Yesterday I said goodbye to love. Well sort of. I bade adieu the man behind the personal nom de guerre “my love”: to the fire in my chest, the humus on my falafel, the Chardonnay to my Brie, my vice, my spirit. I kissed off to an unassuming base, the phantom of my dreams, the face I awoke to, the soul I hungered for, the man who was my yesterday and I hoped to call my tomorrow.

Together we delved into Talmudic pages, we made decadent biblical jokes, we examined Borat clips, we sang off tune, we pretended to cook, we cut watermelon, we cut prices at Mahane Yehuda, we laughed until we broke wind, we broke glasses, we shed tears, we shed light, we played ball, and we played with silence. Together we were homeless in Jerusalem, homeless in Tel Aviv, and homeless in Gush Etzion. Together we got into ideological fights, Hermeneutical fights, food fights, and precarious Styrofoam sword fights. We were just very adamant on fulfilling the biblical command on becoming “one flesh” (Genesis, 2:24).

We were almost there until the eve of Jewish Valentine’s Day—Tu B’Av –when the Israeli army ripped him right out of my startled hands (don’t worry this isn’t a political rant about occupation, or an apartheid state, but a tale of love and hopeful darkness). He must don the olive uniform, and I must return to America.

Duty called, and our love now holds on the other line, stuck listening to a muffled rendition of a Vivaldi season, perhaps Spring or Summer, which to my heart just sounds like the cacophonous crescendo of Winter.

In a relationship, things are never black and white.

Relationships are never black and white.

My Tu B’Av tale might seem gloomy, like an ironic way to spend the Jewish holiday of love, the day Talmudically dubbed “most joyous” on the calendar next to Yom Kippur, but in fact my heartbreak fits like signature cutaway gloves on Karl Lagerfeld’s famous fingers (Taanit, 30b).

It does not take a rabbi to realize that Tu B’Av is not in celebration of your fairy tale/Hallmark/ Hugh Grant flick kind of love: there are no knights, no princesses, no magic kisses, no charming accents, no greeting cards, no fluorescent candies, and definitely no happily ever afters to commemorate.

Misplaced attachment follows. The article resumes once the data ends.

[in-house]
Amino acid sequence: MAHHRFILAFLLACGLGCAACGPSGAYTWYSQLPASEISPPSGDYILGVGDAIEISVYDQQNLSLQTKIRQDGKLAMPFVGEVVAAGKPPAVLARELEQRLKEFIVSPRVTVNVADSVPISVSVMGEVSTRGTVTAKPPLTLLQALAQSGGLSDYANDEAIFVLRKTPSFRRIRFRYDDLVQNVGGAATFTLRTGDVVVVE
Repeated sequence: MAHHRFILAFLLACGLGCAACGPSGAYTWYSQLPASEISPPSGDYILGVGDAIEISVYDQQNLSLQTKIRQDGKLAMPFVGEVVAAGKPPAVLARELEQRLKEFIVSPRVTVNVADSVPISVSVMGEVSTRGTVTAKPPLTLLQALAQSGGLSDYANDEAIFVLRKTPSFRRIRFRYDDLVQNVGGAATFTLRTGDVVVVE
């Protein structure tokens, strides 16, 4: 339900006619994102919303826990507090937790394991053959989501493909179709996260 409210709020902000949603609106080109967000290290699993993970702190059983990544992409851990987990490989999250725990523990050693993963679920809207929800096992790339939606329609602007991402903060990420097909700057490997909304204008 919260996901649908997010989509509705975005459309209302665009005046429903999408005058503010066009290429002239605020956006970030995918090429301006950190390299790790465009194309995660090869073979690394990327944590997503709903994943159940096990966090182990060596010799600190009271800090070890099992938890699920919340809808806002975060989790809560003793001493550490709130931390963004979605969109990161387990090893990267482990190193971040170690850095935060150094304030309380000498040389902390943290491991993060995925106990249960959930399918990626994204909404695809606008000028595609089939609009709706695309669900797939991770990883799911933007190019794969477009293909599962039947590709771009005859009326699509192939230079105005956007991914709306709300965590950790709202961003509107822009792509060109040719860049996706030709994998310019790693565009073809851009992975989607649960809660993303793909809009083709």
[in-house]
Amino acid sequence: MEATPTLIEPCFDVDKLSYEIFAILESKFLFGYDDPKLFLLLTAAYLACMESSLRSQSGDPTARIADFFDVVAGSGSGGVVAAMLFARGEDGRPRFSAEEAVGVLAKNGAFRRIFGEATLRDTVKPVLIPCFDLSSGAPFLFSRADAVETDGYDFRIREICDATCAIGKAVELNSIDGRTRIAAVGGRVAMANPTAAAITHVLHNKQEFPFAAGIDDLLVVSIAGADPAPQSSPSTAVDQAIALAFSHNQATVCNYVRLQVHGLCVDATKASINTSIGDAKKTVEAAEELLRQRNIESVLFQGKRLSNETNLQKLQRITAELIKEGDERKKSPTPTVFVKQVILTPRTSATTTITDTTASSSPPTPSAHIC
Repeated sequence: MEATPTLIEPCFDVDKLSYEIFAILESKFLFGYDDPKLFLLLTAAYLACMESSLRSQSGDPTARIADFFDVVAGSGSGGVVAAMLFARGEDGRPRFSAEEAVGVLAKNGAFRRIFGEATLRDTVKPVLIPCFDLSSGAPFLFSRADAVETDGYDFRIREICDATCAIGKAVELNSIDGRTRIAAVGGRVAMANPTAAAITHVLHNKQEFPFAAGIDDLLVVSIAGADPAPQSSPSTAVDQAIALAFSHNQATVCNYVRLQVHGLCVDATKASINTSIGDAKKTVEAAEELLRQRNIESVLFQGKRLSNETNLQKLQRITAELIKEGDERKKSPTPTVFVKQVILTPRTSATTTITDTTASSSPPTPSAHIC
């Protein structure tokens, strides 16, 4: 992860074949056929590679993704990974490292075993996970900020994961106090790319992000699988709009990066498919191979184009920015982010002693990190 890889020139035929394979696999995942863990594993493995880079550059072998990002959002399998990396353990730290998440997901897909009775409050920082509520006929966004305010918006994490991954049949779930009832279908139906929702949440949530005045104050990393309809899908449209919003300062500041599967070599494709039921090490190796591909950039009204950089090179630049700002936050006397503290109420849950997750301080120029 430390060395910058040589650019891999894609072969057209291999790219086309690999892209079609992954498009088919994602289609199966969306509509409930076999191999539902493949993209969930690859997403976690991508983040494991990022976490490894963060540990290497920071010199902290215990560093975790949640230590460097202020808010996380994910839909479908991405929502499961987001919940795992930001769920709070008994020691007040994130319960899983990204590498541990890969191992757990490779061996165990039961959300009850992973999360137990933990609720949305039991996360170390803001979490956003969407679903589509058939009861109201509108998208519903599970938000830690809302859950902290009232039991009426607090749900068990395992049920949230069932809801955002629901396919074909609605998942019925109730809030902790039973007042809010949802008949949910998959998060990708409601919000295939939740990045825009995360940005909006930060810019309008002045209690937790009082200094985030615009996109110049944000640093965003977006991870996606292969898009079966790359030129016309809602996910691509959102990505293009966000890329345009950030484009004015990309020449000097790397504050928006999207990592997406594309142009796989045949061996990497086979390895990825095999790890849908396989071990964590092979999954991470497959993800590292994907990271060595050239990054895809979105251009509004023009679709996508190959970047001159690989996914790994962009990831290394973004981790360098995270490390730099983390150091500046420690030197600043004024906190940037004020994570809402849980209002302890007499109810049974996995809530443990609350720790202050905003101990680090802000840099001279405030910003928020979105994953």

In the first and second temple era, Tu B’Av was a day for the single to mingle. Legend has it the single ladies, all dressed in white, would frolic in the vineyards, with young men trailing behind looking for “the one.” Sounds romantic, right?

Well the origin of this tradition is far from it. It all started with an episode in the Book of Judges retelling callous inhospitality by the Tribe of Benjamin, in which a concubine who was offered to consort with instead of her Levite owner, was raped to death by a wild mob. The Levite then butchered her corpse into twelve pieces which he sent as souvenirs to each tribe of Israel, inciting a civil war, that almost wiped out the entire tribe of Benjamin. Eventually Israel reconsiders the oath to keep their daughters from the Benjaminites, so they slaughter the men of Jabesh-gilead, in hopes of giving the Jabeshian girls to Benjamin. The Benjaminites go ahead and kidnap the virgins from the annual field festival to take ‘as wives’. According to the Talmud, the ancient all white party was set for the 15th of Av because it marks the day Benjaminites were allowed back onto the marriage market.

Yet why pick the 15th of Av for Jewtines day? Why are we celebrating the pulverization of a concubine, a civil war, near obliteration of a tribe, and the snatching of unsuspecting maidens?

Tu B’Av is an ode to the lasting commitment, not the haphazard work of a fat baby’s arrow.

Tu B’Av not only touches on the sexy passions between man and women, but also on the ability of tribes to put the survival of a brother above differences, going as far as trusting a current enemy with their own daughters. On the 15th of Av, we celebrate our ability to put responsibility towards a sibling, a parent, or a partner, ahead of being the right one.

Perhaps the sages chose this salacious date because real love that develops character, that expands horizons, that propels transcendence of the self, and the real love that awakens an awareness of something much greater than ‘I’, in reality, isn’t so sweet. Such a love, does not involve an armed baby and florid roses; it doesn’t grow from heart shaped chocolates, and cheesy greeting cards but from blood stained letters, tears of a toy soldier, lifelong commitments, resilient relationships, and highly invested  bonds endeavoring to beat an ocean. Real love is messy, confusing, smelly, and really, truly hurts. Call me a masochist, but this is my kind of love.

Don’t take my word for it, such leanings are echoed in a Talmudic sage’s own rendering of his romantic experience:

“When love was strong we could have made our bed on a sword, now that it has grown weak, a bed of sixty cubits isn’t big enough for us” (Sanhedrein, 7a).

Though in awe, and a bit envious of this miracle –which seems to be the closest historical account of becoming “one flesh”— I can’t help but wonder if this couple is actually comfortable with their sleeping arrangement. Probably not, and the Talmud seems to be hinting that at the climax of love, at the penetrating point of unity in which two bodies can fit onto the tiny tip of a warrior’s slender blade, the couple lies in a throbbing pain which reminds them that they are alive, and  in Shakespearean, French-movie, heart stopping love.The Talmud had plenty of other symbols of narrowness to choose from, but the conscious choice of a weapon reveals the blatant centrality of pain in a healthy relationship.

So speaking from my own experience, Tu B’Av and the Talmud, to check if you’ve really fallen in love, just look for some bruises to prove it.